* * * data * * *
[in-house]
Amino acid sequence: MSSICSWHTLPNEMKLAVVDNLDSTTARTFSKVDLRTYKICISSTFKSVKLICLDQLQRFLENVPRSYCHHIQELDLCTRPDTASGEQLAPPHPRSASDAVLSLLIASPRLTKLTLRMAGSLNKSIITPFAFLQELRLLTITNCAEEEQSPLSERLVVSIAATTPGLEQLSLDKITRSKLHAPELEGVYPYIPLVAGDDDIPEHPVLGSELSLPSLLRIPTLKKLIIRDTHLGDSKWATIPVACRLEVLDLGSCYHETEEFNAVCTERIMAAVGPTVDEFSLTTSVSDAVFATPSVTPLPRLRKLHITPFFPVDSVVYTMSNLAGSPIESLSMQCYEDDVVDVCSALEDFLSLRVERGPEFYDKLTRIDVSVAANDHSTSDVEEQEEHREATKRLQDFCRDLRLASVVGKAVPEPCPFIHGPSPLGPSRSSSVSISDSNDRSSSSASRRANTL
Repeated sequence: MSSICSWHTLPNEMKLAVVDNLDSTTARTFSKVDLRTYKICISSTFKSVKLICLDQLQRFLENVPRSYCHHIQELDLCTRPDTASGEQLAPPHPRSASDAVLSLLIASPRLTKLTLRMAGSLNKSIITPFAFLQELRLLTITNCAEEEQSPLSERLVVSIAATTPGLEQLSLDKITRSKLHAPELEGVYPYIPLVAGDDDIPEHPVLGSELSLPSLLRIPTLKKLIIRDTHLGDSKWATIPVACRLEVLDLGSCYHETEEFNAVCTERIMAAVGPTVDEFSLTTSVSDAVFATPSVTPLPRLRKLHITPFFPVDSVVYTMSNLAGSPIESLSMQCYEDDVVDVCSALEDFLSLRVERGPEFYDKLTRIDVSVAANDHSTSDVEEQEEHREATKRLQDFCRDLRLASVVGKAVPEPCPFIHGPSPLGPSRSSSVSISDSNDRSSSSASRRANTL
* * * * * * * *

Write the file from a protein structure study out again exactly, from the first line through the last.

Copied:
[in-house]
Amino acid sequence: MSSICSWHTLPNEMKLAVVDNLDSTTARTFSKVDLRTYKICISSTFKSVKLICLDQLQRFLENVPRSYCHHIQELDLCTRPDTASGEQLAPPHPRSASDAVLSLLIASPRLTKLTLRMAGSLNKSIITPFAFLQELRLLTITNCAEEEQSPLSERLVVSIAATTPGLEQLSLDKITRSKLHAPELEGVYPYIPLVAGDDDIPEHPVLGSELSLPSLLRIPTLKKLIIRDTHLGDSKWATIPVACRLEVLDLGSCYHETEEFNAVCTERIMAAVGPTVDEFSLTTSVSDAVFATPSVTPLPRLRKLHITPFFPVDSVVYTMSNLAGSPIESLSMQCYEDDVVDVCSALEDFLSLRVERGPEFYDKLTRIDVSVAANDHSTSDVEEQEEHREATKRLQDFCRDLRLASVVGKAVPEPCPFIHGPSPLGPSRSSSVSISDSNDRSSSSASRRANTL
Repeated sequence: MSSICSWHTLPNEMKLAVVDNLDSTTARTFSKVDLRTYKICISSTFKSVKLICLDQLQRFLENVPRSYCHHIQELDLCTRPDTASGEQLAPPHPRSASDAVLSLLIASPRLTKLTLRMAGSLNKSIITPFAFLQELRLLTITNCAEEEQSPLSERLVVSIAATTPGLEQLSLDKITRSKLHAPELEGVYPYIPLVAGDDDIPEHPVLGSELSLPSLLRIPTLKKLIIRDTHLGDSKWATIPVACRLEVLDLGSCYHETEEFNAVCTERIMAAVGPTVDEFSLTTSVSDAVFATPSVTPLPRLRKLHITPFFPVDSVVYTMSNLAGSPIESLSMQCYEDDVVDVCSALEDFLSLRVERGPEFYDKLTRIDVSVAANDHSTSDVEEQEEHREATKRLQDFCRDLRLASVVGKAVPEPCPFIHGPSPLGPSRSSSVSISDSNDRSSSSASRRANTL